UPDATED Sept 29, 2017: Austin City Council voted on Thursday night to end the juvenile curfew. Congrats to Texas Appleseed and all of the community members and organizations that fought for this important local victory.
We’ve been advocating to end the juvenile curfew, which is racist policy punishing our city’s youth since its inception in May 1990. Texas state law requires cities to review their juvenile curfew policy every three years. The City Council is considering ending this policy at their September 28 meeting, and we think it is time to get rid of the juvenile curfew for good.
The juvenile curfew allows police to charge youth in Austin who are in public between 11:00 p.m. and 6:00 a.m. with a Class C misdemeanor. If given a citation, youth must appear in municipal court, face a steep $500 in fines in addition to court costs, and incur a criminal record if convicted. The juvenile curfew criminalizes youth and there is vast over-representation of youth of color as the most punished by this policy. Rather than intervening to ensure young people’s safety, the curfew is another example of policing and jailing people of color.
According to APD data from 2016, 17 percent of curfew tickets were handed out to Black youth, who represent only 8 percent of the city population between the ages of 10 and 17. Texas Appleseed found that between 2014 and 2016, Austin police issued most citations in North and South Austin while almost none were issued in West Austin.
In June, the Austin City Council voted to change its curfew policy to give youth citations after “three strikes,” and created a working group to look at the policy’s impact and alternatives. The working group includes local youth, criminal justice advocates, policy experts, and public officials.
Lewis Conway, criminal justice organizer with Grassroots Leadership, explained why the group urges City Council to end the curfew:
“This is the proverbial fork in the road for those of us that support ending the ordinance and those who wish to preserve it. After sitting in the stakeholder meetings, it became painfully clear how ‘nose blind’ APD is to their overtly racist targeting and hyper-policing of our youth. APD data clearly indicates when given a choice, Austin law enforcement are citing black and brown kids in areas like Dove Springs and West Rundberg, while allowing youth in more wealthier areas of the city off with warnings.
As someone directly and negatively impacted by the local criminal justice system, I support Chief Manley’s decision to strike down the ordinance. Austin Police Department data also indicates that since its inception, the ordinance has had minimal outcomes in regards to youth crime or youth violence, which should motivate the city council to do the right thing. We are behind the curve in finding ways to support the parents of our youth, in ways we have found to support APD for over 20 years. Now is the time for city leaders in impacted areas, to make a concerted effort to curb any interaction of our youth with law enforcement and seek ways to preserve the quality of their future, by voting to end this outdated ordinance.”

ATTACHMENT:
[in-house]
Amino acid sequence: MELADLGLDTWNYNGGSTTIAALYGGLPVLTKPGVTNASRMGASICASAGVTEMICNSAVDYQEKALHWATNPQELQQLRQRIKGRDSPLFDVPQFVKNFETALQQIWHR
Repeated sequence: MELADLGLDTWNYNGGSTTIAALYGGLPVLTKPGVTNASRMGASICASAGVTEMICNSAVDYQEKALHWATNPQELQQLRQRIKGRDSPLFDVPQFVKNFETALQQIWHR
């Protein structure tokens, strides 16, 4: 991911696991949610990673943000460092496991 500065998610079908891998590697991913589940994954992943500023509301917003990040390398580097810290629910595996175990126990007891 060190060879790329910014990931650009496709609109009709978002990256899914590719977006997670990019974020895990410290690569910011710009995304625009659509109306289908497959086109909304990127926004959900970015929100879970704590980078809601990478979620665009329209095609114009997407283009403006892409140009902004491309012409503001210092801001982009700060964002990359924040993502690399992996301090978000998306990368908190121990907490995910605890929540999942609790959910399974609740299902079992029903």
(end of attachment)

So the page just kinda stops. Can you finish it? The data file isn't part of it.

On Tuesday, September 5, the Public Safety Commission unanimously recommended to end curfew. Their resolution stated that Austin City Council should end the curfew "because of its disproportionate and negative impact on youth of color." Further, it resolved to involve young people in the working group formed "to propose non-criminal options to keep children and youth safe,” as it works to shift the city's approach from "a punitive approach to a supportive approach."
Grassroots Leadership and partners have participated in community forums to advocate for the end of the curfew. Community conversations have pushed APD interim police chief Brian Manley to change his mind from his original position in favor of the curfew to advocate for its conditional suspension. According to the Austin Monitor, he plans to prepare a simar proposal to City Council following the Public Safety Commission, though he plans to revisit the policy after one year.
Austin City Council should end this policy and work to support young people, rather than criminalizing them. We advocate for the City of Austin to increase engagement opportunities for youth, including free late-night spaces and Know Your Rights trainings in schools, that promote their well-being and safety. Rather than policing to punish youth, our law enforcement and city agencies need youth-focused training that upholds their rights and supports their needs, especially for victims of crime. Further, we urge the working group to continue its policy analysis and recommendations for youth services. We support youth leadership in shaping city governance.